I did try and make the title shorter but I didn't really know how to describe this as "the Liddiard and Morris theory" wouldn't make sense to many people. If someone can word it neater then please do.

Liddiard and Morris are two English historians, both of whom have written extensively on the subject of how defensible English castles really were. In short, their summary of English castle-building is that approx. a few generations after the Conquest (and also after the Anarchy), most castles were built with clever ruses, using features which would have been very poor in actual defensive engagements, but that worked to awe the peasantry (and keep them in submission). At the same time, similarly knowledgeable nobles would have been able to traipse around with the owner of the castle and discuss the apparent strength but real weaknesses of these features in real combat. I've provided citations from Morris (my Liddiard copy is hidden away) below to emphasise these points.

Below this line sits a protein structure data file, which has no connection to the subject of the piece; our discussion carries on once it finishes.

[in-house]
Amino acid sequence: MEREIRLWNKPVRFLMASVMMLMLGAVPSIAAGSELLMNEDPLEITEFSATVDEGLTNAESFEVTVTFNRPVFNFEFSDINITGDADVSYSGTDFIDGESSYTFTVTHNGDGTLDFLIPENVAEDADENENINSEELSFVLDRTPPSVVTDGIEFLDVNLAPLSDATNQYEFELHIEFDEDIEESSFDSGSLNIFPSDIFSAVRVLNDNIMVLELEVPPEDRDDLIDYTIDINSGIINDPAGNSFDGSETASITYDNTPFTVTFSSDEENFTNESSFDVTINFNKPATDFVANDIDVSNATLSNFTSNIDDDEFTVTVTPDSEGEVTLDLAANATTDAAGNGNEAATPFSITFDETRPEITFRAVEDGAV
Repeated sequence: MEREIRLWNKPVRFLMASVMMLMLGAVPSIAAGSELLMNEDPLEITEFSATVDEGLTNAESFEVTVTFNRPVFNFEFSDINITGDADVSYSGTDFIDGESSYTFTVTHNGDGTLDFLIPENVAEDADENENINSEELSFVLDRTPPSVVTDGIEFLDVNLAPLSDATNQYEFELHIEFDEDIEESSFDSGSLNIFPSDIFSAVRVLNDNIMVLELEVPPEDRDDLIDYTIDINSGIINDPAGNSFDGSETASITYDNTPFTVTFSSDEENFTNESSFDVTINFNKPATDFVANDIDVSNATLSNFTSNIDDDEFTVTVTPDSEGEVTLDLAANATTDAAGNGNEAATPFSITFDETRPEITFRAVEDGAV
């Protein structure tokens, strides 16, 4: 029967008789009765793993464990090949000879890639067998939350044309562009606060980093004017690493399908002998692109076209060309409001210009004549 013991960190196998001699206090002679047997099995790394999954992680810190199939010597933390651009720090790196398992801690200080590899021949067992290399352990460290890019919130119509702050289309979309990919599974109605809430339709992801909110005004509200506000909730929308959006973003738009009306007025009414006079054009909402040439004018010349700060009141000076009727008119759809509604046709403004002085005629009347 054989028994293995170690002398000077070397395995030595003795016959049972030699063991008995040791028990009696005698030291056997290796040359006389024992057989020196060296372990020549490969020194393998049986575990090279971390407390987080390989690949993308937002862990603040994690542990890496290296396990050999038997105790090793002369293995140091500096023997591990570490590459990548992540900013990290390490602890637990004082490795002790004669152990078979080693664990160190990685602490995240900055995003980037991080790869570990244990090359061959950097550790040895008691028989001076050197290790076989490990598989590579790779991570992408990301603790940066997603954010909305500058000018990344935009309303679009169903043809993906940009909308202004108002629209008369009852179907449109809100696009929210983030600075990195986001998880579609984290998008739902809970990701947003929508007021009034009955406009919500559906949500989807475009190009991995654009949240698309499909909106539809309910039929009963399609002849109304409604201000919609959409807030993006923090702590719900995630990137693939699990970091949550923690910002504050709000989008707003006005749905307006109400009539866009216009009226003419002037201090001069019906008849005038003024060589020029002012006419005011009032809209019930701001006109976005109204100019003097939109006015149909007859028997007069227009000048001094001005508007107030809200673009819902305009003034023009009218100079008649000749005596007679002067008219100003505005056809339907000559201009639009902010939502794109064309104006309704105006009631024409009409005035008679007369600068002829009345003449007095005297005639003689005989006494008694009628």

Have similar theories been suggested for Continental castles as well (i.e., by respectable academic historians and not by 'Wulf from the local pub'). If so, what other regions are brought out with similar castle-building characteristics?

I found it surprising that it was quite difficult to find information on this at all. While Wikipedia's 'Castle' relies extensively on Liddiard, there was no mention (that I could see) of his theories in this part. Wikipedia's 'Castles in Great Britain and Ireland' has one very short paragraph that references King, Pounds, and Creighton, rehearsing the arguments on Bodiam (and other places) that Morris writes about below.